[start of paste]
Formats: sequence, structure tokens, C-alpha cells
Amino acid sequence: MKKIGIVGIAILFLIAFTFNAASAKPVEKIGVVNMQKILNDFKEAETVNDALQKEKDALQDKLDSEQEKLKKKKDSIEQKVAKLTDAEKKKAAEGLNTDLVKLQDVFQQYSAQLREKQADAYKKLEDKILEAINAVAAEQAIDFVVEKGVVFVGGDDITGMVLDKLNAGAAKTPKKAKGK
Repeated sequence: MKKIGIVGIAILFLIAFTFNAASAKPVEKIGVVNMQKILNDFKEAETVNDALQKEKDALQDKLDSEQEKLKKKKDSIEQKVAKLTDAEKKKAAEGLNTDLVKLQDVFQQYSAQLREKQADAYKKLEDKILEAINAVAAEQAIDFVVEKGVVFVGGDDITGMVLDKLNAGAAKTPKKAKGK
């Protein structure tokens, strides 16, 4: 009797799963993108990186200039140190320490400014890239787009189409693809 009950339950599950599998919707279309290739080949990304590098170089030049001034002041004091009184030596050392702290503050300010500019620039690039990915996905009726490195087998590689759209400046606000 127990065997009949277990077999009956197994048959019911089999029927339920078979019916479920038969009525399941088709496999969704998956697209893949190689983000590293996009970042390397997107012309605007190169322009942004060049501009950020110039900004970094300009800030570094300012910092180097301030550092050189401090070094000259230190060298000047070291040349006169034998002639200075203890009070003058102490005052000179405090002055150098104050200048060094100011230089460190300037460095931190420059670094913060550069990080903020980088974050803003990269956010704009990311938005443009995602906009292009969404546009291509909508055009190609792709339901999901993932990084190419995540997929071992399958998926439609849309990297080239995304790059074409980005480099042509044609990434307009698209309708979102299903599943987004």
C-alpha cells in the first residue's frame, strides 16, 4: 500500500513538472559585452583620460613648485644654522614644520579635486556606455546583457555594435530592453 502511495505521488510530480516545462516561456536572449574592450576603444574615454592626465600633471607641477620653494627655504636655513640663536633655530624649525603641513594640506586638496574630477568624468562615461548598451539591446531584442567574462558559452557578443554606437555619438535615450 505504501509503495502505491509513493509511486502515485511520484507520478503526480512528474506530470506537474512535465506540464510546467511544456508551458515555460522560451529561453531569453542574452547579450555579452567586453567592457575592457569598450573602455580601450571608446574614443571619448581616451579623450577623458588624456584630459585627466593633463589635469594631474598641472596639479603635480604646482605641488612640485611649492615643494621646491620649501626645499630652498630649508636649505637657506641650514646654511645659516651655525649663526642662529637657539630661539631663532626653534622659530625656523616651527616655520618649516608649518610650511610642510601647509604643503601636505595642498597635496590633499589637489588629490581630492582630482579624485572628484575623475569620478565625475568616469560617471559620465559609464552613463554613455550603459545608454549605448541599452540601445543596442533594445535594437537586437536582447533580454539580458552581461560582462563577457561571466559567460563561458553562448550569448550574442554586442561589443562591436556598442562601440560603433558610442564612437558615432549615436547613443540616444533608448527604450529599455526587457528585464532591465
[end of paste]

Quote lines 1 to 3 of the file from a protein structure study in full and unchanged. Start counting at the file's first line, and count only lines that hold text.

Formats: sequence, structure tokens, C-alpha cells
Amino acid sequence: MKKIGIVGIAILFLIAFTFNAASAKPVEKIGVVNMQKILNDFKEAETVNDALQKEKDALQDKLDSEQEKLKKKKDSIEQKVAKLTDAEKKKAAEGLNTDLVKLQDVFQQYSAQLREKQADAYKKLEDKILEAINAVAAEQAIDFVVEKGVVFVGGDDITGMVLDKLNAGAAKTPKKAKGK
Repeated sequence: MKKIGIVGIAILFLIAFTFNAASAKPVEKIGVVNMQKILNDFKEAETVNDALQKEKDALQDKLDSEQEKLKKKKDSIEQKVAKLTDAEKKKAAEGLNTDLVKLQDVFQQYSAQLREKQADAYKKLEDKILEAINAVAAEQAIDFVVEKGVVFVGGDDITGMVLDKLNAGAAKTPKKAKGK